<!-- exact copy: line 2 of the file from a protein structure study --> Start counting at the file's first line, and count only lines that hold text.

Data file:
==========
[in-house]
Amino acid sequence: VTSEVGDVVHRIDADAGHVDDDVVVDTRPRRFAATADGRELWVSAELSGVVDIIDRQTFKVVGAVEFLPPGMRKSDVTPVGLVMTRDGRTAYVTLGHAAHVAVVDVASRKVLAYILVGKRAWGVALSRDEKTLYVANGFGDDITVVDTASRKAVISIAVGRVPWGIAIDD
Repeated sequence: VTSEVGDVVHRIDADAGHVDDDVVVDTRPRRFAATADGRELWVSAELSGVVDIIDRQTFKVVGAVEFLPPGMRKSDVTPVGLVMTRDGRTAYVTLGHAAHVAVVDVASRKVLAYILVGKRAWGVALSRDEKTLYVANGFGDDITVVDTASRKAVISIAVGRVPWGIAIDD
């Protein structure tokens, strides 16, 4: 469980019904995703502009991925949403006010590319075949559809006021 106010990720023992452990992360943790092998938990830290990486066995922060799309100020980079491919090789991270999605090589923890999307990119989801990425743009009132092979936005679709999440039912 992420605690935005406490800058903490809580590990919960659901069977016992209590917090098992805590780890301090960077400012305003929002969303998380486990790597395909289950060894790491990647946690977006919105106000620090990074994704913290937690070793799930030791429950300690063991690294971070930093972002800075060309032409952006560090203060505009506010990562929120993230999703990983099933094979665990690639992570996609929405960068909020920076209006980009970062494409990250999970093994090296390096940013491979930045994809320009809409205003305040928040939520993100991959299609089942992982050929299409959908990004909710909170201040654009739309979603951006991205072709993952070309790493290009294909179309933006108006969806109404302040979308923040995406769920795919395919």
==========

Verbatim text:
Amino acid sequence: VTSEVGDVVHRIDADAGHVDDDVVVDTRPRRFAATADGRELWVSAELSGVVDIIDRQTFKVVGAVEFLPPGMRKSDVTPVGLVMTRDGRTAYVTLGHAAHVAVVDVASRKVLAYILVGKRAWGVALSRDEKTLYVANGFGDDITVVDTASRKAVISIAVGRVPWGIAIDD